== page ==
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Help for the Haunted: A Novel Audible – Unabridged

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Editorial Reviews

It begins with a call one snowy February night. Lying in her bed, young Sylvie Mason overhears her parents on the phone across the hall. This is not the first late-night call they have received, since her mother and father have an uncommon occupation: helping "haunted souls" find peace. And yet something in Sylvie senses that this call is different from the others, especially when they are lured to the old church on the outskirts of town. Once there, her parents disappear, one after the other, behind the church's red door, leaving Sylvie alone in the car. Not long after, she drifts off to sleep, only to wake to the sound of gunfire.

As the story weaves back and forth through the years leading up to that night and the months following, the ever-inquisitive Sylvie searches for answers and uncovers secrets that have haunted her family for years.

Capturing the vivid eeriness of Stephen King's works and the quirky tenderness of John Irving's novels, Help for the Haunted is told in the captivating voice of a young heroine who is determined to discover the truth about what happened on that winter night.

©2013 John Searles; (P)2013 HarperCollinsPublishers

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Customer Reviews

Most Helpful Customer Reviews

80 of 86 people found the following review helpful By D. O'Brien on November 15, 2013
Format: Kindle Edition Verified Purchase
I'm obviously in the minority as far as reviews of this book, but I guess "to each his own". This was one of those rare books that I can't wait to finish just to be done with it. I can't stop a book in the middle because I don't like it; I always have to finish it regardless, but I got very close to closing this one midway. The character of Sylvie is interesting and well developed, but nearly every other character seems forced or shallow, leaving questions hanging overhead, hoping for more depth. I found myself eagerly waiting for something to happen, for some action, for something interesting to push the story along. But it never came. The author holds a couple carrots in front of the reader - the doll, the "possessed" items, among others - but doesn't allow them to reach their full potential.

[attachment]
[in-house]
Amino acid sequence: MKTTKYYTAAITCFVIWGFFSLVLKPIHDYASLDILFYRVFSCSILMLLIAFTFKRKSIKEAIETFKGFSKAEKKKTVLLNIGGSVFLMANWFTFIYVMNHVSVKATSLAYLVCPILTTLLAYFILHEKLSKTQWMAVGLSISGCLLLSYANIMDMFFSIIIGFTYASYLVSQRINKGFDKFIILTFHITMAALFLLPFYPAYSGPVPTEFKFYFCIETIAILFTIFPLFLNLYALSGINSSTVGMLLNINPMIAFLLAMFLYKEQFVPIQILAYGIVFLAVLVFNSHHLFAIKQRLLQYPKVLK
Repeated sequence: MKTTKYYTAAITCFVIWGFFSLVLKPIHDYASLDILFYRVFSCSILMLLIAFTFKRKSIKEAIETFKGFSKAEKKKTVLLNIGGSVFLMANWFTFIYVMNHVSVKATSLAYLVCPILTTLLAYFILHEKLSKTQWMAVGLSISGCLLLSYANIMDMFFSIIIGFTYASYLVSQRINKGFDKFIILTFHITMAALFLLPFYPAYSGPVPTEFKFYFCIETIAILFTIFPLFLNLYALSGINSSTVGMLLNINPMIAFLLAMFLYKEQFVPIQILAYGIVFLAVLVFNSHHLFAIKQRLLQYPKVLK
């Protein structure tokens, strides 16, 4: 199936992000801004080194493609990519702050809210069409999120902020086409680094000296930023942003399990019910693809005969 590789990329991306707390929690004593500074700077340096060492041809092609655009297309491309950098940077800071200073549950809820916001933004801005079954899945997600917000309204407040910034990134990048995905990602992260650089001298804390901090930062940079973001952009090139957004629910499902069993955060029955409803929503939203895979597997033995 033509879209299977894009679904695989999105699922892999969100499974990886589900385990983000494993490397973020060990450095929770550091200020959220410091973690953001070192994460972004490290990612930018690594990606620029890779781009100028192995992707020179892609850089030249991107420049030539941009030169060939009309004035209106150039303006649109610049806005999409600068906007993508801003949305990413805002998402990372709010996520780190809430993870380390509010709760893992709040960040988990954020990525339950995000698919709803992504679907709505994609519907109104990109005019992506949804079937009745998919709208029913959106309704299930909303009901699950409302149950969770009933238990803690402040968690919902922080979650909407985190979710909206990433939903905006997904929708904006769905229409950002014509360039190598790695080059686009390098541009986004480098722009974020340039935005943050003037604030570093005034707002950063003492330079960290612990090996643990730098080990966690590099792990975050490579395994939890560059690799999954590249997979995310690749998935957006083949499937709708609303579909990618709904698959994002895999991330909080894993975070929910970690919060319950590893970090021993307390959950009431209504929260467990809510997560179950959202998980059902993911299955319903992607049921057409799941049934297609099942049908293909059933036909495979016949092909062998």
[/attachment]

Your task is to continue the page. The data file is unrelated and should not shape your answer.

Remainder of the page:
To be clear, this is not a book about demonology or the occult nor is it remotely chilling. It's a coming of age story about a girl dealing with a very unusual home life and family, and her observations about the world around her. That alone would be a sweet story, but when the author leads you down a road of potential frights and doesn't deliver, it's just plain disappointing. Then there are aspects that don't make sense, like Abigail and the doll. Why were they even in the book? They show up and hang around for a while, then it's as if the author decided he was bored with them and pushes them to the back burner.

The worst part of all is the ending. Not to give it away but the resolution was a cop-out and a rip off. Why introduce a handful of characters if you're going to completely change course at the very end? Ugh.

I wish I could get my money back for this one.
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74 of 86 people found the following review helpful By dizzyweasel VINE VOICE on September 17, 2013
Format: Hardcover